Elements of light. A big experience in a small dining room.

When redesigning the dining room in her own home, Marissa Schultz, our principal designer was faced with an interesting challenge. The Wright-inspired poured concrete structure of her 80’s home was making her small dining room look dated and tired. She was faced with concrete, glass, three inspiring walls and just one small window in the only room in the house without gorgeous floor to ceiling windows! To top it all, she had a huge teak dining table she had designed with craftspeople in Bali, that was just not working in the space. It seemed likely to be the room that never got used, but instead, she turned into a beautiful mystery revealed behind illuminated glass panels.

The four sets of floor to ceiling glass doors became her first inspiration; as well they should. To dramatize their impact she placed lighting in the skylights overhead to back-light the Wisteria pattern on the glass, creating a mysterious shadow effect through the doors and into the living room beyond.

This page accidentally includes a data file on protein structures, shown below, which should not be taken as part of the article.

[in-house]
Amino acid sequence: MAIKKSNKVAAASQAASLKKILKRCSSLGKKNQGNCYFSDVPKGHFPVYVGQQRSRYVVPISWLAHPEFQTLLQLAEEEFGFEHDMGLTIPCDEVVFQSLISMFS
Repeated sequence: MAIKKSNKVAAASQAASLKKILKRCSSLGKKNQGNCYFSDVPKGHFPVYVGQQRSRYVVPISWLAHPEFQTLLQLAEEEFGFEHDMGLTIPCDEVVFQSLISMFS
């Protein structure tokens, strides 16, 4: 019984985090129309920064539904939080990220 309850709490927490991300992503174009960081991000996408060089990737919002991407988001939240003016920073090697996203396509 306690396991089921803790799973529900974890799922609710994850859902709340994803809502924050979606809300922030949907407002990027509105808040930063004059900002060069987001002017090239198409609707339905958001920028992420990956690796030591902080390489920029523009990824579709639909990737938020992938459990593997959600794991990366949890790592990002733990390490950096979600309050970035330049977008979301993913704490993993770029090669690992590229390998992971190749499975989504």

A tiffany style light fixture certainly isn’t the first thing you think of to make a home feel less dated. But the fixture, which has some of the same color glass as the doors, became the inspiration for many elements in the room: the window fabric panels, the seat cushions, and the Chinese wood panels on the wall. A celadon urn accentuated the glass color, and a fabric kimono on the wall helped to dampen sound and add another softening element.

The teak table became the warmth and artisan craftsmanship that the room desperately needed to contrast the hard concrete and glass surfaces. The hand carved border around the table’s edge adds just the right detail that makes the piece one-of-a kind, and is the start of many stories about her extensive travels. And indeed she’s had many long dinner parties at that table from which her guests seem reluctant to part. Perhaps they are drawn to the feel of the table’s smooth yet imperfect wood, the soothing color of the walls, or the glimpse of Wisteria shadows. Or it might just be the warmth of good food, wine and friends that enjoy being with her in her home.

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Marissa Schultz